Alumni Spotlight: Award Winner Heather Mizeur Talks Politics with TWC

Alumni Spotlight: Award Winner Heather Mizeur Talks Politics with TWC

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Christian Holm
October 02, 2014

When John Kerry’s campaign advisors looked for an innovative legislative whiz to construct the health care plank of his 2004 presidential platform, they found one in their own back yard: 10-year Capitol Hill veteran Heather Mizeur ’94.

 

Mizeur’s experience with the Kerry campaign segued into her own runs for office over the next decade: first as a Takoma Park, Md., City Council member, then a Maryland state delegate and, this year, a Democratic candidate for governor. Through it all, Mizeur has represented her home district in Annapolis with distinction - and she’s happy to bring TWC interns along for the ride. Her office and her gubernatorial campaign hosted more than a dozen students over the past several years – experiences she hopes inspire them the way her TWC program inspired her in 1994 as a student from the University of Illinois.

 

The 2014 Alumni Engagement Award recipient, Mizeur graciously shared the following insights and advice with her TWC family:

 

You’ve achieved so much in public service at a pretty young age. Why is it so important for young people to represent us in our government?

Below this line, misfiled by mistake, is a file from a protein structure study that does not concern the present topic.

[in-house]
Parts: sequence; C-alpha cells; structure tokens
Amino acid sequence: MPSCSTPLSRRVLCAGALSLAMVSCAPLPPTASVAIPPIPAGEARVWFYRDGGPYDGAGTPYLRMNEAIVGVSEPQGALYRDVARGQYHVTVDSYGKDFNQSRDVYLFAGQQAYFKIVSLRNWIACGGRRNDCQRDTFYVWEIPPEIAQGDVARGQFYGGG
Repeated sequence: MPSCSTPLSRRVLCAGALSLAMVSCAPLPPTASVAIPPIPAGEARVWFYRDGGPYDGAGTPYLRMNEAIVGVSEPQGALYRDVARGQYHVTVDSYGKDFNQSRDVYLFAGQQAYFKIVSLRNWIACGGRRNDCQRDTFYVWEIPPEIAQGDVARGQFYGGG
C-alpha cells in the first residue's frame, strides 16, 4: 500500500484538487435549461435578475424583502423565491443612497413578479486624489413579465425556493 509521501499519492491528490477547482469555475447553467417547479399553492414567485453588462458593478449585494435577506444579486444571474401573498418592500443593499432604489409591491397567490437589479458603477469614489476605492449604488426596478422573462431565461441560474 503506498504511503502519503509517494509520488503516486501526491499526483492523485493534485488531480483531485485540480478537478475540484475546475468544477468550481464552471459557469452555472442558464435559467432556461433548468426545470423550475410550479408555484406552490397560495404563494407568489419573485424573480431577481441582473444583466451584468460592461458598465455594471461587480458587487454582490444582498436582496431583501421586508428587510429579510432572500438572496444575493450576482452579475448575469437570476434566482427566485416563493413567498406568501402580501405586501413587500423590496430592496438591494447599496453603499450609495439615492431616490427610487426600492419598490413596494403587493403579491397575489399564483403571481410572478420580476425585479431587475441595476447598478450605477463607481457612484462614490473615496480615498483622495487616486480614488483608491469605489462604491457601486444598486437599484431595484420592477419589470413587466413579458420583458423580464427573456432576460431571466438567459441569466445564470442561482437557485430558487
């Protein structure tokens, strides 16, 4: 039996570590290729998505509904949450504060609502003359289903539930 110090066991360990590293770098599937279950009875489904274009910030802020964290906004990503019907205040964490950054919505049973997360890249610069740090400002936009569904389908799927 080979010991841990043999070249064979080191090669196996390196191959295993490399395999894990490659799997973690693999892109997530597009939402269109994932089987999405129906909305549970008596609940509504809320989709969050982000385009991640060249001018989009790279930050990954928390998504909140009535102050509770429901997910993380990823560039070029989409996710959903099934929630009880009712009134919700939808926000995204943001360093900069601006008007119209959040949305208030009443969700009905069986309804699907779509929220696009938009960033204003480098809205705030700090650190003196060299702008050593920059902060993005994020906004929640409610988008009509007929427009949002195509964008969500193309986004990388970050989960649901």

I love the energy, enthusiasm and idealism that often characterizes youth. We fight hard for what we believe. We know that community matters. We are relentless in pursuit of justice. And I’m particularly excited about the millennial generation and its commitment to equality in all forms.

 

What is the accomplishment you are most proud of?


It’s always hard to pick just one because covering 50,000 uninsured children and providing 35,000 low-income women with free family planning services is as meaningful to me as successfully passing marriage equality and guaranteeing environmental protections against the threats of fracking. We don’t ever achieve these victories alone, but I was proud to play a leading role in all of them.

 

A semester in Washington helps many of our interns determine their strengths, weaknesses and career paths. How was your time at TWC a clarifying experience?

 

That singular opportunity – a chance to live and work in the cradle of federal politics – was all I needed to open many doors for a lifetime career in public service. I never moved back home to Illinois. Interning gave me a great opportunity to start a full-time job as a legislative assistant for a member of Congress, and that began a decade of service to the U.S. House of Representatives and the Senate. From there, I served on the City Council in Takoma Park, spent eight years as a member of the Maryland House of Delegates and recently finished the most beautiful journey of all – running as a Democratic candidate for governor.

 

What is the best advice you would give to interns who want to pursue a political career?

 

Go for it! We need you and your talents, innovation, ideas and co-creative potential. You have a voice that is connected to your higher self. Listen to it. Be fearless and know that you absolutely can create transformational change if you stand up for what you believe in and reflect those possibilities to the world.

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